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Sessions has taken a strong stance against hate crimes since he was sworn into office. Photo: Alex Brandon / AP

The Department of Justice is sending a federal hate crimes lawyer to help prosecute the murder of a transgender teenager in Iowa, the New York Times reports. The department rarely gets involved in local cases, reserving this action for "cases in which they can provide expertise in areas that the federal government views as significant," per the Times.

The big picture: Attorney General Jeff Sessions has reversed Obama-era protections for transgender individuals as a group, but this case suggests he may still get the department involved in individual crime cases. Sessions has maintained a hard stance against hate crimes, and he may be following through on a pledge to examine hateful violence against transgender individuals.

Go deeper: Sessions says transgender individuals are not included in a workplace discrimination civil rights law; disallows students from using bathrooms per choice.

Go deeper

Kevin McCarthy's rude awakening

House Minority Leader Kevin McCarthy. Photo: Mark Wilson/Getty Images

Kevin McCarthy is learning you can get torched when you try to make everyone happy, especially after an insurrection.

Why it matters: The House Republican leader had been hoping to use this year to build toward taking the majority in 2022, but his efforts to bridge intra-party divisiveness over the Capitol siege have him taking heat from every direction, eroding his stature both with the public and within his party.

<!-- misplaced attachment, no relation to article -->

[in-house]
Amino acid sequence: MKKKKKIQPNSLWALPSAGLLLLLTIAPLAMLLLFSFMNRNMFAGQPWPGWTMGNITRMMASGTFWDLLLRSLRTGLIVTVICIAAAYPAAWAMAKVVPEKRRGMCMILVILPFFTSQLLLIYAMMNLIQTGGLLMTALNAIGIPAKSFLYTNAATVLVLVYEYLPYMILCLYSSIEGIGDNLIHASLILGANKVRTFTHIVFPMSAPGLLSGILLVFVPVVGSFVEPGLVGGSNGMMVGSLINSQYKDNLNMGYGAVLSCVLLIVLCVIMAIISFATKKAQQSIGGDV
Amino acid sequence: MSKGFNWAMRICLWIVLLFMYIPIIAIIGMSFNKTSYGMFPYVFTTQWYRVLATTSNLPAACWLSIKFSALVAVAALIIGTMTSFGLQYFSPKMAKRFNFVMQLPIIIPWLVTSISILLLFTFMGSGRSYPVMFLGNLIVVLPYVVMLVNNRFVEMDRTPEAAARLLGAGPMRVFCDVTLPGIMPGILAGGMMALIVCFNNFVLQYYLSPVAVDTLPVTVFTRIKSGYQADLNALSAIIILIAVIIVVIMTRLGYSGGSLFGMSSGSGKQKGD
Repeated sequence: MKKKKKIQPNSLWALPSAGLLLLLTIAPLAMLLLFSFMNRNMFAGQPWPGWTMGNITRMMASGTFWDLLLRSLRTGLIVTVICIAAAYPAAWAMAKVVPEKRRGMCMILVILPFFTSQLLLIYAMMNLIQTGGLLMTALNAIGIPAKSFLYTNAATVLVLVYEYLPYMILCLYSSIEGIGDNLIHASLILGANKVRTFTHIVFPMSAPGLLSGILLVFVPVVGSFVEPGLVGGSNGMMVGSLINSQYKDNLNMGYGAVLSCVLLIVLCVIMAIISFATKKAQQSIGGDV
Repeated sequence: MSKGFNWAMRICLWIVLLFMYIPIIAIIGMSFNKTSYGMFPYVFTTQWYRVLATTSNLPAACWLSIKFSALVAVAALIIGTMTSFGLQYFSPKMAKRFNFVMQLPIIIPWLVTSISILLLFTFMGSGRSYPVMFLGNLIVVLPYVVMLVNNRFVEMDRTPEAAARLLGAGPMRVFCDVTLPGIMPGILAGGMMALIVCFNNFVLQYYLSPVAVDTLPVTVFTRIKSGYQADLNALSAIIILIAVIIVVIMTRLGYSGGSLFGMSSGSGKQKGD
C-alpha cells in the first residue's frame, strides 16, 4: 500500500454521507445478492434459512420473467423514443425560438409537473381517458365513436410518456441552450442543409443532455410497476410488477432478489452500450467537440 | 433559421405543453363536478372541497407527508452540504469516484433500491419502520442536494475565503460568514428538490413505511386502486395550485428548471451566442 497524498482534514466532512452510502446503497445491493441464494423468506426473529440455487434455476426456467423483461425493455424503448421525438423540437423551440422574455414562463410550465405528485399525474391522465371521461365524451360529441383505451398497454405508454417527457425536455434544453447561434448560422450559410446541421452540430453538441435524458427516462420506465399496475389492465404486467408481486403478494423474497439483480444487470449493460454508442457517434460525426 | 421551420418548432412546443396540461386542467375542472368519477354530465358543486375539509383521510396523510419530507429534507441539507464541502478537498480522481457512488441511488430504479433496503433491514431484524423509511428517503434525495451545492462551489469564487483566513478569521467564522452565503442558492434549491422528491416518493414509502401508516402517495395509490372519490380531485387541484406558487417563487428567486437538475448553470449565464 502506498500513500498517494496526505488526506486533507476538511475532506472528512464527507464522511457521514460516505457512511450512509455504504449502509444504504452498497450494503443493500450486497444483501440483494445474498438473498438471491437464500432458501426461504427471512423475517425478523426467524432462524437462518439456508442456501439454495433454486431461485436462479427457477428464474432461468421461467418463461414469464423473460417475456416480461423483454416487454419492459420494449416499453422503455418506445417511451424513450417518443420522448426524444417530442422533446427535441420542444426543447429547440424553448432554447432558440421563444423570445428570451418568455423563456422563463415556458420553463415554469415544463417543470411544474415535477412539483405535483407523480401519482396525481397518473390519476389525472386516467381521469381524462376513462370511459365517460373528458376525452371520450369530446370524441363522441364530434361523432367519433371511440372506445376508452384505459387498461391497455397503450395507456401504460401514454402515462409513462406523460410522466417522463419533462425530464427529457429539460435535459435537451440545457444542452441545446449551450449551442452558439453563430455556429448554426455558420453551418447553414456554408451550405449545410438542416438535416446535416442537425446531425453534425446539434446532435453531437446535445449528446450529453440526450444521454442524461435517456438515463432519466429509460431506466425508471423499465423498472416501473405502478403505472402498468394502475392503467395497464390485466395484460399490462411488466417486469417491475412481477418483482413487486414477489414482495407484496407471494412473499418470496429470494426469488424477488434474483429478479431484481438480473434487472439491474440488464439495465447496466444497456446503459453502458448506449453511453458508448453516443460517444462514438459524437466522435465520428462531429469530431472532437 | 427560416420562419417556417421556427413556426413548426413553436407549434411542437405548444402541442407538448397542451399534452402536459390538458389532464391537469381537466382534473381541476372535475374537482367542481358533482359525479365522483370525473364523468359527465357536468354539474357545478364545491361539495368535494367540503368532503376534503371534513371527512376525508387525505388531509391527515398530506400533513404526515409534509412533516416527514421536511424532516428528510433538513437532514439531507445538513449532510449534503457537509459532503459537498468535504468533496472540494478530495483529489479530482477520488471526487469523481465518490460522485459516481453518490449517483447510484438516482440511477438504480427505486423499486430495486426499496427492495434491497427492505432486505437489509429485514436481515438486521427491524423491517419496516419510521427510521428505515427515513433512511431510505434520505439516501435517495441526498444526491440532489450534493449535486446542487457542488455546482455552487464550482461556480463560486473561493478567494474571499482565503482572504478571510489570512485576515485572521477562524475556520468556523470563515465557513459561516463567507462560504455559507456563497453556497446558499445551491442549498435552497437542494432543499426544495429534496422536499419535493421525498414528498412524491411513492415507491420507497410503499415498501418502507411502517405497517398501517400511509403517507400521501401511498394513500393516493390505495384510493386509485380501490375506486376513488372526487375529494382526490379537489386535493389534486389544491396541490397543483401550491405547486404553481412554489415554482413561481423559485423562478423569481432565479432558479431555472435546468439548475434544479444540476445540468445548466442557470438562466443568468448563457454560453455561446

The next big political war: redistricting

Illustration: Aïda Amer/Axios

Democrats are preparing a mix of tech and legal strategies to combat expected gerrymandering by Republicans, who are planning to go on legal offense themselves.

Why it matters: Democrats failed to regain a single state legislature on Election Day, while Republicans upped their control to 30 states' Houses and Senates. In the majority of states, legislatures draw new congressional district lines, which can boost a party's candidates for the next decade.

35 mins ago - Politics & Policy

Vaccinations, relief timing dominate Sweet 16 call

Sen. Joe Manchin (D-W.V.) speaks during a news conference in December with a group of bipartisan lawmakers. Photo: Caroline Brehman/CQ-Roll Call, Inc via Getty Images

Vaccine distribution, pandemic data and a cross-party comity dominated today's virtual meeting between White House officials and a bipartisan group of 16 senators, Senator Angus King told Axios.

Why it matters: Given Democrats' razor-thin majority in both chambers of Congress, President Biden will have to rely heavily on this group of centrist lawmakers — dubbed the "Sweet 16" — to pass any substantial legislation.